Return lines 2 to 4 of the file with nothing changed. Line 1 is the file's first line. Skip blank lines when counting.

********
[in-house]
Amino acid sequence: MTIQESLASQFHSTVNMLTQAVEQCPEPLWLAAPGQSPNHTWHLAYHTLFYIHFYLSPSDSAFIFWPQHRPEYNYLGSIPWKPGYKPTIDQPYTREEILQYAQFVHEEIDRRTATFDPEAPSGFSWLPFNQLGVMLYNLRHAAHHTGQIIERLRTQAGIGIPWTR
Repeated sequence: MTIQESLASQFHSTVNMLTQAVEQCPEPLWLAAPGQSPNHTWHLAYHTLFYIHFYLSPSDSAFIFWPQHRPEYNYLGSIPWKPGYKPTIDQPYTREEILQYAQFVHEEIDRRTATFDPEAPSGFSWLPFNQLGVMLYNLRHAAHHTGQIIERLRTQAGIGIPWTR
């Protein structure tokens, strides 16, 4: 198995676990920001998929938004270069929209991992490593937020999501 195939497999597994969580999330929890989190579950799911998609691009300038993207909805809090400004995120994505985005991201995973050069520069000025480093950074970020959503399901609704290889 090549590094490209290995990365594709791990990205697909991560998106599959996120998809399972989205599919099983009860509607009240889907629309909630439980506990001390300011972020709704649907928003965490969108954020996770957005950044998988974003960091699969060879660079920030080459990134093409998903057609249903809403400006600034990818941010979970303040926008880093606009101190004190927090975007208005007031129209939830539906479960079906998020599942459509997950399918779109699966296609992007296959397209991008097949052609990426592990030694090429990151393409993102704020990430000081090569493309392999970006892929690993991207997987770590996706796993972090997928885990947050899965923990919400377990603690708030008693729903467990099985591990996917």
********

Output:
Amino acid sequence: MTIQESLASQFHSTVNMLTQAVEQCPEPLWLAAPGQSPNHTWHLAYHTLFYIHFYLSPSDSAFIFWPQHRPEYNYLGSIPWKPGYKPTIDQPYTREEILQYAQFVHEEIDRRTATFDPEAPSGFSWLPFNQLGVMLYNLRHAAHHTGQIIERLRTQAGIGIPWTR
Repeated sequence: MTIQESLASQFHSTVNMLTQAVEQCPEPLWLAAPGQSPNHTWHLAYHTLFYIHFYLSPSDSAFIFWPQHRPEYNYLGSIPWKPGYKPTIDQPYTREEILQYAQFVHEEIDRRTATFDPEAPSGFSWLPFNQLGVMLYNLRHAAHHTGQIIERLRTQAGIGIPWTR
């Protein structure tokens, strides 16, 4: 198995676990920001998929938004270069929209991992490593937020999501 195939497999597994969580999330929890989190579950799911998609691009300038993207909805809090400004995120994505985005991201995973050069520069000025480093950074970020959503399901609704290889 090549590094490209290995990365594709791990990205697909991560998106599959996120998809399972989205599919099983009860509607009240889907629309909630439980506990001390300011972020709704649907928003965490969108954020996770957005950044998988974003960091699969060879660079920030080459990134093409998903057609249903809403400006600034990818941010979970303040926008880093606009101190004190927090975007208005007031129209939830539906479960079906998020599942459509997950399918779109699966296609992007296959397209991008097949052609990426592990030694090429990151393409993102704020990430000081090569493309392999970006892929690993991207997987770590996706796993972090997928885990947050899965923990919400377990603690708030008693729903467990099985591990996917």